Continue reading

Fox’s Victorian Kitchen: In The Home Stretch

Kim and Roy Fox, clients of mine, are in the home stretch of restoring their Victorian kitchen. You can read more about their story in two previous blog entries.

Kim and Roy wanted to capture the beauty and elegance that was often historically reflected in the butler’s pantry. They chose a natural wood finish, soap stone counter top and back splash, and an absolutely wonderful early mixer faucet. Kim needed to have a functional work area sooner rather than later, so the emphasis was placed on completion of the lower cabinets so she would have a functional sink and dishwasher (camping is fun for a while, but there are limits….).

2008 12 10 Image 01 L

Soapstone sink in pantry

2008 12 10 Image 01 R

Wall mount mixer faucet

Kim and Roy wanted to have a mixer faucet in the butler’s pantry, and their quest ended when they came across piece that was at a salvage place in California. It ended up having problems with worn out seats. No one we knew here in Portland would touch it, and they didn’t want to send it back. I contacted my antique plumber (I call him the Plumber from the gods…) Walter Parker of School House Plumbing in Massachusetts. He said he would fix it without any hesitation, so off it went to New England. Walter repaired the seats. He was also able to help Kim and Roy with installation advice and last minute trouble shooting. Like I say, Walter is truly the Plumber from the gods! Kim and Roy love the faucet, and it looks beautiful!

2008 12 10 Image 02 L

Totally hidden dishwasher!

2008 12 10 Image 02 R

Drawers, the real deal

We all want them, even if we don’t admit it… Dishwashers, yes indeed! Kim and Roy wanted to incorporate a hidden dishwasher, and I recommended a Fisher & Paykel. One of the most challenging aspects, however, is that the control panel happens to be on the front of the drawer. The panel had to be recessed into the wood and then covered with an antique pull handle that was just the right size. It is completely hidden, but still accessible for operating the dishwasher. The carpenter, Brandon, was able to create false drawer fronts that make the dishwasher completely indistinguishable from the bank of real drawers on the right side of the sink! Yep, dishwashers, we want them, but we don’t want to look at them!

2008 12 10 Image 03 L

Eriez Stove now at home

2008 12 10 Image 03 R

Utility Sink next to stove

The first stove that Kim and Roy purchased was not well restored. They ended up sending it back, but not sure where to locate a well restored replacement. I recommended Dave Erickson of Erickson’s Stoves in Littleton Massachusetts. It seemed like the best thing to do was for Kim and Roy to go to New England, meet Dave, and see if he had a stove for them. Dave had so many choices, that Kim and Roy almost came home with two stoves! But alas, with only one kitchen they ended up choosing this lovely Eriez stove that has eight burners, two small ovens and one large oven. It is all gas and electric, so no need to tend the fire and clean the ash box here! They had it in time for Thanksgiving, and it worked beautifully, as Dave’s stoves always do. To the right of the stove, they have a utility sink. The sink is copper, with a more plain wooden cabinet, soapstone counter top, and vintage separate hot and cold faucets. Kim has an enamel tin cup and stand in the corner at the ready!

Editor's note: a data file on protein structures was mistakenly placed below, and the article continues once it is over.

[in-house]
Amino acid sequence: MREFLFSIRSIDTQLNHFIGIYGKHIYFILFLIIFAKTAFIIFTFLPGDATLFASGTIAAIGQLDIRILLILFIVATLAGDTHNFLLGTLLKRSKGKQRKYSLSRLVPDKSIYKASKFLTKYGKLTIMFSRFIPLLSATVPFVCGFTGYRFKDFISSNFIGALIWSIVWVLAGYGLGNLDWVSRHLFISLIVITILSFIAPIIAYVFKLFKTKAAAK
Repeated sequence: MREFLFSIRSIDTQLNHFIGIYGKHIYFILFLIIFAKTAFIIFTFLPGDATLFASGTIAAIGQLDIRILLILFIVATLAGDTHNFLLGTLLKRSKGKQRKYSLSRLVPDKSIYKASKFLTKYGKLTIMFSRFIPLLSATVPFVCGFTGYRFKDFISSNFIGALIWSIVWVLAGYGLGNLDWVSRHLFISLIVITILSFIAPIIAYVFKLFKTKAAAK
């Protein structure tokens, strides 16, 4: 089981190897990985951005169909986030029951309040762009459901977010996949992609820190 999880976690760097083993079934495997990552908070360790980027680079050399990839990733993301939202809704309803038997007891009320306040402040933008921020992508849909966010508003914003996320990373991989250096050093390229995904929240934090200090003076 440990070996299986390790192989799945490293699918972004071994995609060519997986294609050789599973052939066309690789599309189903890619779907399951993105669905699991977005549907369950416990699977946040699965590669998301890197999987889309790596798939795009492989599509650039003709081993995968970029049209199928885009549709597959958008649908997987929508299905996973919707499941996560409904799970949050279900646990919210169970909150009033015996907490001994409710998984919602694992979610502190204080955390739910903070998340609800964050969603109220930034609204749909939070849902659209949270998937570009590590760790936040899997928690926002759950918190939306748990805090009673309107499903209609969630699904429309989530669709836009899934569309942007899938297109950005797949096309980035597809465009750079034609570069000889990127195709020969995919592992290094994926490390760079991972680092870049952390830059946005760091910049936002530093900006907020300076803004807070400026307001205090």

2008 12 10 Image 04 L

ish dresser in the butler’s pantry

2008 12 10 Image 04 R

Roy, Kim and Karla

Kim needed storage, but in an unfitted kitchen there just isn’t much. The storage is usually in the pantry. So Matthew Roman and I came up with a bank of upper and lower cabinets that were designed to look like the old dish dressers commonly found in butler’s pantries. Kim wanted a wooden counter top, and chose a contrasting wood finish, which reflects light into the room. The upper cabinets will have etched glass fronts when they are finished. Kim will actually end up with more storage with her new old kitchen than she had with the contemporary kitchen that was removed… Fancy that! Although Matthew was not able to be with us when this photo was taken, Kim, Roy and Karla posed for a group shot in the pantry. Between them is the kitchen plan.

2008 12 10 Image 05 L

Kitchen design plan

2008 12 10 Image 05 R

Light fixture above utility sink

A beautifully finished light fixture is above the utility sink. Note the lovely bullet shade, and wonderful pull chain lever. There is great attention to detail that takes time, but Roy and Kim are now in the home stretch to having a wonderfully restored Victorian Kitchen.

Fox’s Victorian Kitchen: The Great Stove Safari

Kim and Roy Fox are clients of mine and in the process of restoring a Victorian kitchen as first described in “Fox’s Victorian Kitchen: A Creative Interchange of Insights and Ideas”.

Kim and Roy were struggling with their stove selection for the restoration. They had successfully found many elements for the kitchen on their own. But the stove they had found and purchased on the web had quality problems when it arrived. Fortunately, they were able to return it for a refund, but they were unsure of where to look for another stove. They were leery of going back on the web, but needed to figure out how to locate the type of stove they wanted.

Eriez Stove at Erickson's Antique Stoves

Eriez Stove at Erickson’s Antique Stoves

Eriez Stove top

Eriez Stove top

Continue reading